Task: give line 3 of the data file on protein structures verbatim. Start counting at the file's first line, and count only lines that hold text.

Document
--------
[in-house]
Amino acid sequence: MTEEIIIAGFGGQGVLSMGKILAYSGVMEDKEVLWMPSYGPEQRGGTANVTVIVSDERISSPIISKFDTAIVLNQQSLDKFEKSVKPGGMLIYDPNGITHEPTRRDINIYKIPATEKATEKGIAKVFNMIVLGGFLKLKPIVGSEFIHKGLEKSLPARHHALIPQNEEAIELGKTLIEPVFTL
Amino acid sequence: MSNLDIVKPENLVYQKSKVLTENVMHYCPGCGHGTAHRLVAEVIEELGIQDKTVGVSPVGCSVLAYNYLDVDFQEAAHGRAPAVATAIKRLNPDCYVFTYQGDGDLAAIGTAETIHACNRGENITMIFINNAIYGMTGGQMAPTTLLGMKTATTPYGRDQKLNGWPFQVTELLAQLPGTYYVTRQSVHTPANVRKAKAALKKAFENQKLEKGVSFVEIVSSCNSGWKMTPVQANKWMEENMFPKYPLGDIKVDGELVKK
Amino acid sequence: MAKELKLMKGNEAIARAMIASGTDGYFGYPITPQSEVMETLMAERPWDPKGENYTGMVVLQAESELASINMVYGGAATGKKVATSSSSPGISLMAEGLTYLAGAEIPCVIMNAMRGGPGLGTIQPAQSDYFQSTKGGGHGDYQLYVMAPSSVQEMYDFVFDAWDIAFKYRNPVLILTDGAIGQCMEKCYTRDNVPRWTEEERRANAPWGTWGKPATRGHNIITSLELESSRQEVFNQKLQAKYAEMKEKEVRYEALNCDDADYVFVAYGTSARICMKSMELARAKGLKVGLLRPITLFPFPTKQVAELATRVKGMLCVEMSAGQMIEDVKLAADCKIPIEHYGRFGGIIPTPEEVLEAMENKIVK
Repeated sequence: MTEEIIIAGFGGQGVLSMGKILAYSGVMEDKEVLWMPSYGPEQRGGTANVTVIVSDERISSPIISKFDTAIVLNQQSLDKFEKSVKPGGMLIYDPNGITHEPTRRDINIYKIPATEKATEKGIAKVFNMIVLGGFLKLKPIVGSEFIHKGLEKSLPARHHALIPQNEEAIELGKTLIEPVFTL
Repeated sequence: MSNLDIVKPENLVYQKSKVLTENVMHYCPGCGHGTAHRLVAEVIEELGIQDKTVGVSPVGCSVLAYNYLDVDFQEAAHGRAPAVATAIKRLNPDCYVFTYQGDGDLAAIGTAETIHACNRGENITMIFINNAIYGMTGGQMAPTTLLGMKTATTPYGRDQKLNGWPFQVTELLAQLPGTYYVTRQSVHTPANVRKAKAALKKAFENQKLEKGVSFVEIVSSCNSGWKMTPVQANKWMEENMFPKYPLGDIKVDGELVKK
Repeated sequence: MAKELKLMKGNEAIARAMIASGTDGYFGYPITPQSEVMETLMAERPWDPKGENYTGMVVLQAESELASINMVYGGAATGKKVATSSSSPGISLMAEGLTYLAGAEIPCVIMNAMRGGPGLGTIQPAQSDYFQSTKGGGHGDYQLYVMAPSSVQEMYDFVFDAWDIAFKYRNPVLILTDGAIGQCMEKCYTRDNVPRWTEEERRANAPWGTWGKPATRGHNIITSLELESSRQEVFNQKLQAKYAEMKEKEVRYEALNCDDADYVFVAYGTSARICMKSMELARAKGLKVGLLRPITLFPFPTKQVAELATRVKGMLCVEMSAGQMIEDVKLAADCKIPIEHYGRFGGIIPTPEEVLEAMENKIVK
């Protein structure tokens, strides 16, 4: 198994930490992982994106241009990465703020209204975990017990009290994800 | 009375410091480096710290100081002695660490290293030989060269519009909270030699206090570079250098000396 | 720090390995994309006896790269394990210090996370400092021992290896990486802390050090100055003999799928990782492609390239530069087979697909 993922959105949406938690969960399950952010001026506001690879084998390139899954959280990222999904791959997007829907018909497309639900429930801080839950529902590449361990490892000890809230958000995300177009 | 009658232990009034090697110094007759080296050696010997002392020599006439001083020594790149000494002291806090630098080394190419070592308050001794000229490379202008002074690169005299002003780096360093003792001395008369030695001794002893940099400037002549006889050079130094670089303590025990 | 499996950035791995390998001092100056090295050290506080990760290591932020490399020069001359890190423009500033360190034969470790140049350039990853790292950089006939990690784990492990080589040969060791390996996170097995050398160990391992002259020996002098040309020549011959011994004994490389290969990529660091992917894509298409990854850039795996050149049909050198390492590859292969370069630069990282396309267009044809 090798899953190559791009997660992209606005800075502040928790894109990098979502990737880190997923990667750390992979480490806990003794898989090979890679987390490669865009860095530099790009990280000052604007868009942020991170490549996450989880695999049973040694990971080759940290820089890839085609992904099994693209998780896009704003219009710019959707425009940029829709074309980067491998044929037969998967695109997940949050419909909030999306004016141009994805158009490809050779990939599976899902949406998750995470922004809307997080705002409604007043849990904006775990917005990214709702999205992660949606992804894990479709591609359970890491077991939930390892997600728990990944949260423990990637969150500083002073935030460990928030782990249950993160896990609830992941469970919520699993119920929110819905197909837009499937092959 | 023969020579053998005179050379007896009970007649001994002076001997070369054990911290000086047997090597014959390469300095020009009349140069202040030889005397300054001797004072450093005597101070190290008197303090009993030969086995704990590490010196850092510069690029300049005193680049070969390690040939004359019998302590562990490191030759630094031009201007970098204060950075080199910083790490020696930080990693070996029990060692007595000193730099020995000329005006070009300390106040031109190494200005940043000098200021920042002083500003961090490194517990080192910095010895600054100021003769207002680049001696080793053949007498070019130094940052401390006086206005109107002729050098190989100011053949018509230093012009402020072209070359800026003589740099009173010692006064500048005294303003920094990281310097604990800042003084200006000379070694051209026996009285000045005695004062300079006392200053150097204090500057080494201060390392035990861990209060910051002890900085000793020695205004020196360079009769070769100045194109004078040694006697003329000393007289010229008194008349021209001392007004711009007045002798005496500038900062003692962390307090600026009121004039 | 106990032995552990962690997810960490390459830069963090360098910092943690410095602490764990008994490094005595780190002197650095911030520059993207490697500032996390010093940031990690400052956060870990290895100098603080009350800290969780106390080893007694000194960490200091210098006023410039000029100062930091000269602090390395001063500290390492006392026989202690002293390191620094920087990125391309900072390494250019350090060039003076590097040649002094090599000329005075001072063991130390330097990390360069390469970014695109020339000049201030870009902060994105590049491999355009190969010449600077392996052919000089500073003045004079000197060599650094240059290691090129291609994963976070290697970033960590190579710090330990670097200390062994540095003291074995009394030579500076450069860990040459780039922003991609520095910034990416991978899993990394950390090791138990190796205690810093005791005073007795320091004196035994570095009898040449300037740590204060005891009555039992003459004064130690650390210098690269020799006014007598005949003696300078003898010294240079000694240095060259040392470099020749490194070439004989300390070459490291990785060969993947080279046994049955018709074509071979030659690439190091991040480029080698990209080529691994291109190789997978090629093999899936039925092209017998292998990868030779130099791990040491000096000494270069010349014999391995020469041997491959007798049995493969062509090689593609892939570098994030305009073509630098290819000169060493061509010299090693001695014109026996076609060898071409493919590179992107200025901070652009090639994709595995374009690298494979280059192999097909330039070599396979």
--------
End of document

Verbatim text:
Amino acid sequence: MSNLDIVKPENLVYQKSKVLTENVMHYCPGCGHGTAHRLVAEVIEELGIQDKTVGVSPVGCSVLAYNYLDVDFQEAAHGRAPAVATAIKRLNPDCYVFTYQGDGDLAAIGTAETIHACNRGENITMIFINNAIYGMTGGQMAPTTLLGMKTATTPYGRDQKLNGWPFQVTELLAQLPGTYYVTRQSVHTPANVRKAKAALKKAFENQKLEKGVSFVEIVSSCNSGWKMTPVQANKWMEENMFPKYPLGDIKVDGELVKK